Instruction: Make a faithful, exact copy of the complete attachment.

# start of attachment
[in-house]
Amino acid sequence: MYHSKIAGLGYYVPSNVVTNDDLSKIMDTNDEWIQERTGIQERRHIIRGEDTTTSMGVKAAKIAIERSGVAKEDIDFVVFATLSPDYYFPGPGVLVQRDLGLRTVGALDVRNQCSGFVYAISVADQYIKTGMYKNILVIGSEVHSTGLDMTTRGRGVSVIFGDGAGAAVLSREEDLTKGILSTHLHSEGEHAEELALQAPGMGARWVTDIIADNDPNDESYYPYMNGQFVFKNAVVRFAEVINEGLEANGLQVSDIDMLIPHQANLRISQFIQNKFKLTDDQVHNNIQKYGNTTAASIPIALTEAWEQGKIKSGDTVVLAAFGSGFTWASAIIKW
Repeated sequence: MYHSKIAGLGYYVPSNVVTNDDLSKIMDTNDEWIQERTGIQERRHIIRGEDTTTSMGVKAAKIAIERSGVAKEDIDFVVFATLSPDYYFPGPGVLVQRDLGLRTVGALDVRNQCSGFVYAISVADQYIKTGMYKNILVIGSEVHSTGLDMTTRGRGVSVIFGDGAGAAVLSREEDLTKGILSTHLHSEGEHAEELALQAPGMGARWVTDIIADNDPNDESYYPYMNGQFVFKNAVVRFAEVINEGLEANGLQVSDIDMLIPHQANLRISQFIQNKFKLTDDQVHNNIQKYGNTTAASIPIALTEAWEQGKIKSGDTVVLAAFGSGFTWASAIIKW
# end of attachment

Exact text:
[in-house]
Amino acid sequence: MYHSKIAGLGYYVPSNVVTNDDLSKIMDTNDEWIQERTGIQERRHIIRGEDTTTSMGVKAAKIAIERSGVAKEDIDFVVFATLSPDYYFPGPGVLVQRDLGLRTVGALDVRNQCSGFVYAISVADQYIKTGMYKNILVIGSEVHSTGLDMTTRGRGVSVIFGDGAGAAVLSREEDLTKGILSTHLHSEGEHAEELALQAPGMGARWVTDIIADNDPNDESYYPYMNGQFVFKNAVVRFAEVINEGLEANGLQVSDIDMLIPHQANLRISQFIQNKFKLTDDQVHNNIQKYGNTTAASIPIALTEAWEQGKIKSGDTVVLAAFGSGFTWASAIIKW
Repeated sequence: MYHSKIAGLGYYVPSNVVTNDDLSKIMDTNDEWIQERTGIQERRHIIRGEDTTTSMGVKAAKIAIERSGVAKEDIDFVVFATLSPDYYFPGPGVLVQRDLGLRTVGALDVRNQCSGFVYAISVADQYIKTGMYKNILVIGSEVHSTGLDMTTRGRGVSVIFGDGAGAAVLSREEDLTKGILSTHLHSEGEHAEELALQAPGMGARWVTDIIADNDPNDESYYPYMNGQFVFKNAVVRFAEVINEGLEANGLQVSDIDMLIPHQANLRISQFIQNKFKLTDDQVHNNIQKYGNTTAASIPIALTEAWEQGKIKSGDTVVLAAFGSGFTWASAIIKW